The Chemical Brothers

assbender

We’ve recently seen him play an unhinged plantation owner in 12 Years a Slave and a morally compromised lawyer in The Counselor, and now it’s looking like Michael Fassbender is going to make his next role that of a reluctant gangster in a movie called Trespass Against Us that’s coming from screenwriter Alastair Siddons and first time dramatic feature director Adam Smith. A report from Variety says that Fassbender is currently in negotiations to play one of the lead roles of the film, that of a character named Chad Cutler. Trespass Against Us is set to detail the lives of three generations of a family full of law breakers, with Fassbender’s character being the young black sheep who wants to turn his back on the brood’s rowdy ways in order to become more respectable. Due to the Cutler family’s lives being so out there, Siddons’ script is said to be “infused with action, crime and a strong sense of humor,” but it’s nice to hear that Fassbender would be joining as a more conflicted character. He’s too much of an actor’s actor to be stuck playing a one note devilish rogue. Why not give him the chance to add some pathos to his sly grin?

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Aural Fixation - Large

You may have watched, or even just heard of, the slightly strange video featuring Shia LaBeouf and dancer Denna Thomsen that hit the web a few months back. The video features the pair dancing, fighting, and losing themselves to the almost sad sounding piano refrains of Sigur Rós’ “Fjögur Píanó” from the band’s latest album, Valtari. But even though the duo may have been performing to the music, the production was clearly more than a simple music video. Clocking in at a little over eight minutes, the video was directed by Alma Har’el (Bombay Beach) and is one of seventeen videos commissioned by Sigur Rós to be a part of their Valtari Film Experiment. Rather than simply going on tour to bring their latest album to the public, Sigur Rós had various filmmakers and artists take each of Valtari’s tracks and create their own visions inspired by them. Music and images have long gone hand-in-hand, with music used to score a film or images are used to depict the meaning behind a song, but when paired together, their impact becomes even greater. Sigur Rós, a band that has never shied away from experimentation, has taken the first step by creating the music and then released it to be re-imagined by others. Bands usually create music videos to accompany their songs and give fans a greater look at the song’s meaning, but this experiment allows those outside of the band have complete creative control to see what that freedom yields.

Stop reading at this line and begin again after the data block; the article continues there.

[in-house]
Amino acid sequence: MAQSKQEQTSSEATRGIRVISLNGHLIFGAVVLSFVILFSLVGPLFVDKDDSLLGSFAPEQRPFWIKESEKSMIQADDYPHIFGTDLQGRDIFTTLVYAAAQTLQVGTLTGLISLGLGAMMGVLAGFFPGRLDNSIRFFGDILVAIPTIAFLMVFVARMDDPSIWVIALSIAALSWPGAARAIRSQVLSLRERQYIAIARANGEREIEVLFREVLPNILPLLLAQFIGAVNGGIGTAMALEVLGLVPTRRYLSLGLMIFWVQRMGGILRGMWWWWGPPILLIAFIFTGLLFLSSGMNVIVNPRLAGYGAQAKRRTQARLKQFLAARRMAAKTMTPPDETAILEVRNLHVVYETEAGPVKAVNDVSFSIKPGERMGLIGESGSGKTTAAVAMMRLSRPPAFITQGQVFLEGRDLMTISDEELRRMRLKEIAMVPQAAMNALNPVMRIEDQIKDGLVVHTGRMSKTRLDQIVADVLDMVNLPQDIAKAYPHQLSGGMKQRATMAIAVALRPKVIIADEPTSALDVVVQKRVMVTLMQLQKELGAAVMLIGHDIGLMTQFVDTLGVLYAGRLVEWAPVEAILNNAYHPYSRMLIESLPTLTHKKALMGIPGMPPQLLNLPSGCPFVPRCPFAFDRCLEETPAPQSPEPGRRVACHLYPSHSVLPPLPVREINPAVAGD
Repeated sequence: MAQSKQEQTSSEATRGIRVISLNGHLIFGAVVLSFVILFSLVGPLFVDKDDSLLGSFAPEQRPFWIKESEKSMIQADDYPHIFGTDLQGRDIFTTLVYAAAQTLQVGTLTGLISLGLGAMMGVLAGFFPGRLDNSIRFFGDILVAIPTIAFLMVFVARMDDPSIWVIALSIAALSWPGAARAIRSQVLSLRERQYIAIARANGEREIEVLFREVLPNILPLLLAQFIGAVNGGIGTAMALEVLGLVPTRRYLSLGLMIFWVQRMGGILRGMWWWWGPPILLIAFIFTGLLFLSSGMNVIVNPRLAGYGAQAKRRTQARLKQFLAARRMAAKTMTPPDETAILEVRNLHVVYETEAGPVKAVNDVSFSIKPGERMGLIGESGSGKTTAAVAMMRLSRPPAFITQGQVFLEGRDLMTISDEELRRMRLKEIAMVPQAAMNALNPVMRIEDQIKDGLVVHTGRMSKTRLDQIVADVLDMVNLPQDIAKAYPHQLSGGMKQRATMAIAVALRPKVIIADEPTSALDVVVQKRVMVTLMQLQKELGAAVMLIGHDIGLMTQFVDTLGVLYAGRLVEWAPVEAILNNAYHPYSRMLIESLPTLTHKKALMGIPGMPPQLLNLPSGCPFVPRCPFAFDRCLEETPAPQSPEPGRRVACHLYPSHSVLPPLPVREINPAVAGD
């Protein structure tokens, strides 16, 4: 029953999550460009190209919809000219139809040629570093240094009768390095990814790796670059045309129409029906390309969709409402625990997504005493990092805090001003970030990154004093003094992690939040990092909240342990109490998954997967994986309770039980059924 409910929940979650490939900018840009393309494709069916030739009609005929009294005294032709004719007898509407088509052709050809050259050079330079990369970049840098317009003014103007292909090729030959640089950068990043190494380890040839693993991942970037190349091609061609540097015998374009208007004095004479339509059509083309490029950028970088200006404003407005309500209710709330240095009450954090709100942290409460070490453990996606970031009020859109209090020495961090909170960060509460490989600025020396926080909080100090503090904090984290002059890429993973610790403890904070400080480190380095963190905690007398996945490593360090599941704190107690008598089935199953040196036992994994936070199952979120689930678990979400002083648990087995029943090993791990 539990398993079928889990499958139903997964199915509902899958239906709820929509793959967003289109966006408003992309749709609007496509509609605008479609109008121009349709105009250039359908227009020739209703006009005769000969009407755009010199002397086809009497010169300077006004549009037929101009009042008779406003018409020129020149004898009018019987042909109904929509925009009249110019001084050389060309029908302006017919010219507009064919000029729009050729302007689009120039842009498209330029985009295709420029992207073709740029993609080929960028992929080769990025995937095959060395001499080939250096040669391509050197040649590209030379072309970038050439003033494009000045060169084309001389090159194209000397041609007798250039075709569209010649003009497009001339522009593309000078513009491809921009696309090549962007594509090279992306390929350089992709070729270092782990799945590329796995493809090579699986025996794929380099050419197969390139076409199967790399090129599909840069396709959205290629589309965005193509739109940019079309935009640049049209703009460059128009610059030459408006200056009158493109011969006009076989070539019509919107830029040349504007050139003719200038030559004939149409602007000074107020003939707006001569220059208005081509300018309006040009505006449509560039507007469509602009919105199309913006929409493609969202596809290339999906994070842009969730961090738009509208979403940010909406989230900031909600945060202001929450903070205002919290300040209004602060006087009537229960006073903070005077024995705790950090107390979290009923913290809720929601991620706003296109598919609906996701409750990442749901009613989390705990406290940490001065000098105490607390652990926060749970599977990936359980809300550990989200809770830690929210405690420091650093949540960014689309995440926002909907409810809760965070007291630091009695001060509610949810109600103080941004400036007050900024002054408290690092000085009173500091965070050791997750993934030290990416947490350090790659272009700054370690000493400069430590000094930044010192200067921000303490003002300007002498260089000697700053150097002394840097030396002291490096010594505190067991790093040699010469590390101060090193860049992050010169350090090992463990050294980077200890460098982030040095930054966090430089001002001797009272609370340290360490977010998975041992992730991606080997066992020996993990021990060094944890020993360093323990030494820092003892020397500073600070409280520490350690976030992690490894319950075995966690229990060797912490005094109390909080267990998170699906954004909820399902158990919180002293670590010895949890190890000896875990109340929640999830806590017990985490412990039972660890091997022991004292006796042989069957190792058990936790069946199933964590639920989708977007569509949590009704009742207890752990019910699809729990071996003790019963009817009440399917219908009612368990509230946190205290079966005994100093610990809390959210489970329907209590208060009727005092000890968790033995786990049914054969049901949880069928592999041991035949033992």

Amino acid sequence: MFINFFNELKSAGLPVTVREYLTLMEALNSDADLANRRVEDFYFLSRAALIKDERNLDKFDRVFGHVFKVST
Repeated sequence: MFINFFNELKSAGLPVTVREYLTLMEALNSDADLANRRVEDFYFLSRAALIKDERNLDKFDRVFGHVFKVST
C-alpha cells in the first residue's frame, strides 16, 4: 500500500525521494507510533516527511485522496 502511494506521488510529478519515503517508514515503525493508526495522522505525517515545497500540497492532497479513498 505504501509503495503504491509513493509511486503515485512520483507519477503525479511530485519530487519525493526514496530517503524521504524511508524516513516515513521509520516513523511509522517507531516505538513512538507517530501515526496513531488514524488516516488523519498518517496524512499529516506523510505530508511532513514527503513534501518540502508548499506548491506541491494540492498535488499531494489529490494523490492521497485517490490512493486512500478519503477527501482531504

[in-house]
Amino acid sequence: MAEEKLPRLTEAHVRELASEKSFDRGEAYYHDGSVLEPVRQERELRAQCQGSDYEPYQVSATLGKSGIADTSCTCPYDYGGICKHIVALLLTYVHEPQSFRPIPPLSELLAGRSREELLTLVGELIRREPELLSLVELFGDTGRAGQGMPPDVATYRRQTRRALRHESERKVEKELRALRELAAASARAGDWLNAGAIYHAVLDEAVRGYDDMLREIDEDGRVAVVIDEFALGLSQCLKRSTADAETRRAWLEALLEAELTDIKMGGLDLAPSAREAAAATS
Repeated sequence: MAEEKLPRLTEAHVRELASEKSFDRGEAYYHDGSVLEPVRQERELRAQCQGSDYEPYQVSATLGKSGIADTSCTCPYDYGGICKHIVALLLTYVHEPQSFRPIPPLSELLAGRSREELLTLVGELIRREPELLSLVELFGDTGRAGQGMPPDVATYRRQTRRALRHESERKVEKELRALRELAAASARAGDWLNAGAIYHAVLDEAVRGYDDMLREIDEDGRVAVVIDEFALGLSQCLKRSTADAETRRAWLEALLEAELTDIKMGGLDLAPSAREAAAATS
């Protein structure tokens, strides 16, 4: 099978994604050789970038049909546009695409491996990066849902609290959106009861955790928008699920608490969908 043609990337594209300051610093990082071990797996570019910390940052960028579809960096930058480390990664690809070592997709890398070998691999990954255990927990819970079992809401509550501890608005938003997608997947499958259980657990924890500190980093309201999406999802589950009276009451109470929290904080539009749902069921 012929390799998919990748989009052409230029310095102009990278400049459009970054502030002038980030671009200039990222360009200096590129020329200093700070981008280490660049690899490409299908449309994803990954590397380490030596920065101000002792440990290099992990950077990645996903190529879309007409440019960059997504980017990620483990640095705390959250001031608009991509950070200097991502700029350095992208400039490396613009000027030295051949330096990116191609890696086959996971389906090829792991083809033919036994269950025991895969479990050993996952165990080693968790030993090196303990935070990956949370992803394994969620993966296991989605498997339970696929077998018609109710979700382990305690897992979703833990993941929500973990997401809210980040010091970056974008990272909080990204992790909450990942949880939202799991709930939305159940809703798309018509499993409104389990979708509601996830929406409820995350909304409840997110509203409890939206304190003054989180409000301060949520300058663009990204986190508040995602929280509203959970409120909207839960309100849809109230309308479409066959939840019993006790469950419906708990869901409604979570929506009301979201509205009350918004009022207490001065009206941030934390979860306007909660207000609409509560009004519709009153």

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Aural Fixation - Large

Ever since Napster hit the scene and forever changed the way we distribute music, the music industry has been fighting a slow death over the past few years and while record labels still exist, they are quickly becoming a dated way to “make it” with YouTube, at home ProTools rigs and countless social media outlets (Twitter, Facebook, Tumblr, Soundcloud) available for artists to truly DIY their careers rather than wait for the elusive record contract to “change their lives.” While established artists like The Chemical Brothers, Phoenix and Daft Punk have taken to the conductor’s podium to create scores for films such as Hanna, Somewhere and Tron: Legacy (can someone also get Muse attached to a project, please?), bands that are not yet well-known are taking their music out of local clubs and putting them onto the silver screen for better (and bigger) exposure. One band, a multi-media group based out of Brooklyn called Fall On Your Sword, caught people’s ears (and attention) with their score for Another Earth and are following that up with their score for the upcoming Lola Versus (due in theaters this Friday, 6/8) as well as 28 Hotel Rooms and Nobody Walks (which both premiered at Sundance this past January.) Rather than getting lost in the shuffle as just another “band from Brooklyn,” FOYS took matters into their own hands and began to diversify themselves by not just looking to release albums of their music, but explore other outlets for potential exposure.